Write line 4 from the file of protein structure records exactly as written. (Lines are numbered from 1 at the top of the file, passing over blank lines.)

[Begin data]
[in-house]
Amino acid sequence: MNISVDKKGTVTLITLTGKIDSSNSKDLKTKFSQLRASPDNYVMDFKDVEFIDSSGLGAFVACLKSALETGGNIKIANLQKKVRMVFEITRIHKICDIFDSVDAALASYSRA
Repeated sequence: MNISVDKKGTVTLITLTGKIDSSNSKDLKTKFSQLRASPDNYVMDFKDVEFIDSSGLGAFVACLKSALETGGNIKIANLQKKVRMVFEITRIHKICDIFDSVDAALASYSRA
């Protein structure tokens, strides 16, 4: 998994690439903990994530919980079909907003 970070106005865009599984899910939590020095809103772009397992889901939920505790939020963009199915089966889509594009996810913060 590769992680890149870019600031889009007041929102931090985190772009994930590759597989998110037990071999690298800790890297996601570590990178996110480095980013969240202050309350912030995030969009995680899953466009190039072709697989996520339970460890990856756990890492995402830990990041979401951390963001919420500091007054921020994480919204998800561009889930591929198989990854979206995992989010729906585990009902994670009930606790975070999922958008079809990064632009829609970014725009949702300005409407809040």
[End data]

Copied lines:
């Protein structure tokens, strides 16, 4: 998994690439903990994530919980079909907003 970070106005865009599984899910939590020095809103772009397992889901939920505790939020963009199915089966889509594009996810913060 590769992680890149870019600031889009007041929102931090985190772009994930590759597989998110037990071999690298800790890297996601570590990178996110480095980013969240202050309350912030995030969009995680899953466009190039072709697989996520339970460890990856756990890492995402830990990041979401951390963001919420500091007054921020994480919204998800561009889930591929198989990854979206995992989010729906585990009902994670009930606790975070999922958008079809990064632009829609970014725009949702300005409407809040």